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Christian Credibility And Integrity


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From my own experience in daily life and interpersonal relationships, I am becoming ever more aware, and alert to, the casual use of lies in people's conversations, as well as in trying to figure out what is really going on in political and social issues of the day. What I have come to is that once I have detected that someone has demonstrated how casually they drop lies into their speech to provide supposed evidence, support, or even proof of their point or opinion or position in any matter, something within me withdraws, and a wall goes up, as I move into a postion of no longer being open to accepting anything else that person says on face value, or in trust of their honesty.


Does it really matter when it is just little lies in personal conversation, that really don't amount to much in the larger scheme of anything? In our personal credibility, even if it may seem not to in other ways, yes, I think it matters a great deal.


10 He that is FAITHFUL in that which is least is FAITHFUL also in much: and he that is unjust in the least is unjust also in much.

11 If therefore ye have not been FAITHFUL in the unrighteous mammon, who will commit to your trust the true riches?

12 And if ye have not been FAITHFUL in that which is another man's, who shall give you that which is your own?

13 No servant can serve two masters: for either he will hate the one, and love the other; or else he will hold to the one, and despise the other. Ye cannot serve God and mammon.


Just as we might rightfully assume that the person that steals our stash of toll-booth coins off the dash of our car or the power tool we left unattended under the carport would readily take advantage of any opportunity to steal our money or property of much greater value, I think it is reasonable to assume that someone that uses casual lie to win arguments or excuse other behaviors would as easily lie to us about really important matters.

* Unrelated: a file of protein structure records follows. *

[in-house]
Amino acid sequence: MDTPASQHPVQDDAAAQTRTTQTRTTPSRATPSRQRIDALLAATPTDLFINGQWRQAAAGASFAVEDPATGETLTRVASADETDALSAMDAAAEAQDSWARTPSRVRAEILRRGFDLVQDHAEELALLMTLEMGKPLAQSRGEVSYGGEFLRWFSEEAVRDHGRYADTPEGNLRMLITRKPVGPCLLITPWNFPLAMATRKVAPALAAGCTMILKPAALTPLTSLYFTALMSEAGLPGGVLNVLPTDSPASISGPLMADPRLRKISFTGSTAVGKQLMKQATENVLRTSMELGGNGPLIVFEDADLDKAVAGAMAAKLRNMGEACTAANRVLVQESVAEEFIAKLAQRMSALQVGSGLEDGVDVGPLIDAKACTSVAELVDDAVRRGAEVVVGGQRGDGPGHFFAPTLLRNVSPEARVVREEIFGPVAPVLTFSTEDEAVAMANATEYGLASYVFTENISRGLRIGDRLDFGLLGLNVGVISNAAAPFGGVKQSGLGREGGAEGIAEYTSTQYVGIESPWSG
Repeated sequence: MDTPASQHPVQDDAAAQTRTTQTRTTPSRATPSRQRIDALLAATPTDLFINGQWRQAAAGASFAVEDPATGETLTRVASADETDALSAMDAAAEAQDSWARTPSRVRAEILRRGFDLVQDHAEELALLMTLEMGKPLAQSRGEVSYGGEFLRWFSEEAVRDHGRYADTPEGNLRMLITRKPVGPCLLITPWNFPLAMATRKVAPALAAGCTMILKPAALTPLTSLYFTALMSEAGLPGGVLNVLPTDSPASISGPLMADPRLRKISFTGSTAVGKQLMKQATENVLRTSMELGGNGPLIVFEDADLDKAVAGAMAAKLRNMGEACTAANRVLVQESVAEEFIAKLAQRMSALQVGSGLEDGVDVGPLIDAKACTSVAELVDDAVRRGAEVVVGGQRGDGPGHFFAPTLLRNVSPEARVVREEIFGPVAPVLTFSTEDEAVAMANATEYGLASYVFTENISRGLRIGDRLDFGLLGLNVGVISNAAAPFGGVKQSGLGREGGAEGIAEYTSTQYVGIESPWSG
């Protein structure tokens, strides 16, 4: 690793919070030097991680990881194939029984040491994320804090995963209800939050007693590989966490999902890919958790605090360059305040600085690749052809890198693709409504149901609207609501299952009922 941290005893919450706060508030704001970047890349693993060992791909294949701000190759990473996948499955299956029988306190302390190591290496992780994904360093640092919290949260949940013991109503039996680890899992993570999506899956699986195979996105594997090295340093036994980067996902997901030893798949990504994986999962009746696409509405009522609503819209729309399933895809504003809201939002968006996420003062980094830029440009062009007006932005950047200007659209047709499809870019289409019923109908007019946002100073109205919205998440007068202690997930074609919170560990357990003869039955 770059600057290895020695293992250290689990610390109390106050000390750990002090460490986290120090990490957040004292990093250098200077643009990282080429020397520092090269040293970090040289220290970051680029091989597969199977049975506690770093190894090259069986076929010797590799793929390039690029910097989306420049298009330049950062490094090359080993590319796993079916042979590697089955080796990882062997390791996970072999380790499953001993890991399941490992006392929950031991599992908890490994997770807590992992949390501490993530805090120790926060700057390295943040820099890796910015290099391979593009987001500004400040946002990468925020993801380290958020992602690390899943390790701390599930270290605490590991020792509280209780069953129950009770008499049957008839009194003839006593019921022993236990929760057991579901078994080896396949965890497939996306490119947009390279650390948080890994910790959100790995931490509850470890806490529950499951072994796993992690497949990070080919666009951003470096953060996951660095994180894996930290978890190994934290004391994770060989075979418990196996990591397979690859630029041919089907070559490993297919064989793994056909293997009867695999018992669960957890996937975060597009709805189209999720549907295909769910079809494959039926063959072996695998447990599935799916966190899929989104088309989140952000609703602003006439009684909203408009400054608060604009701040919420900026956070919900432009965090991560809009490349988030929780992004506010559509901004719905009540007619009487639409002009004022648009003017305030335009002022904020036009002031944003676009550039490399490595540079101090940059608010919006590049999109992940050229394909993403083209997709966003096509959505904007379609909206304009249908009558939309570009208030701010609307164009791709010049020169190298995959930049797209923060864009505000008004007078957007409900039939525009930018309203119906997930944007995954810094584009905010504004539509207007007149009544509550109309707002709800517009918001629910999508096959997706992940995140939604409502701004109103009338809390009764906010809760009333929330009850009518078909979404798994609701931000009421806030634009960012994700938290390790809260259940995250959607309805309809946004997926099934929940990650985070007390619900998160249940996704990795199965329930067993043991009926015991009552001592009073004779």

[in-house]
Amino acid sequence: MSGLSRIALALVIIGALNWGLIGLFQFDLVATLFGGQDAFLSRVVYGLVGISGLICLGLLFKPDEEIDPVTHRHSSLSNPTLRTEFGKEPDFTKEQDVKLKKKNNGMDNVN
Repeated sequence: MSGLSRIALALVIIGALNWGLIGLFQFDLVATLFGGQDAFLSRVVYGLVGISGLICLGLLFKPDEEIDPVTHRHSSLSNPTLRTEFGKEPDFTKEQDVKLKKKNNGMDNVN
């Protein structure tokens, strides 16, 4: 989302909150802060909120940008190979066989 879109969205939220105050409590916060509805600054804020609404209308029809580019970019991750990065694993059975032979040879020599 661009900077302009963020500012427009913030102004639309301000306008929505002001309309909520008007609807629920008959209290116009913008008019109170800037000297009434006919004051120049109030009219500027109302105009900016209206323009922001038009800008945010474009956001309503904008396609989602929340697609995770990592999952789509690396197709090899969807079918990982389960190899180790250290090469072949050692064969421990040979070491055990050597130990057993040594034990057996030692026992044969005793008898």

Romans 3:5 But if our unrighteousness commend the righteousness of God, what shall we say? Is God unrighteous who taketh vengeance? (I speak as a man) 6 God forbid: for then how shall God judge the world?

7 For if the truth of God hath more abounded through my LIE unto his glory; why yet am I also judged as a sinner?


Christians that bemoan how Christianity and Christians are under such attack in our society would do well to consider what behaviors within the Christian community may be involved, that we might actually be able to try to address and do something about, rather than outside forces in society beyond our reach. I think this is the very idea presented through this from John's



Rev. Ch 11:1 And there was given me a reed like unto a rod: and the angel stood, saying, Rise, and measure the TEMPLE of God, and the altar, and them that worship therein. 2 But the court which is without the TEMPLE leave out, and measure it not; for it is given unto the Gentiles: and the holy city shall they tread under foot forty and two months.


An element of concern for many in our society is the aparant increase of an insiduous casual acceptance of dishonesty, including such casual acceptance of lies as just how it is, and to be expected, everybody does it, so its no big deal, in every context from business and politics, to our most intimate inter-personal relationships, that pervades every area of our society, and our personal lives. Unfortunately, neither Christians as individuals nor within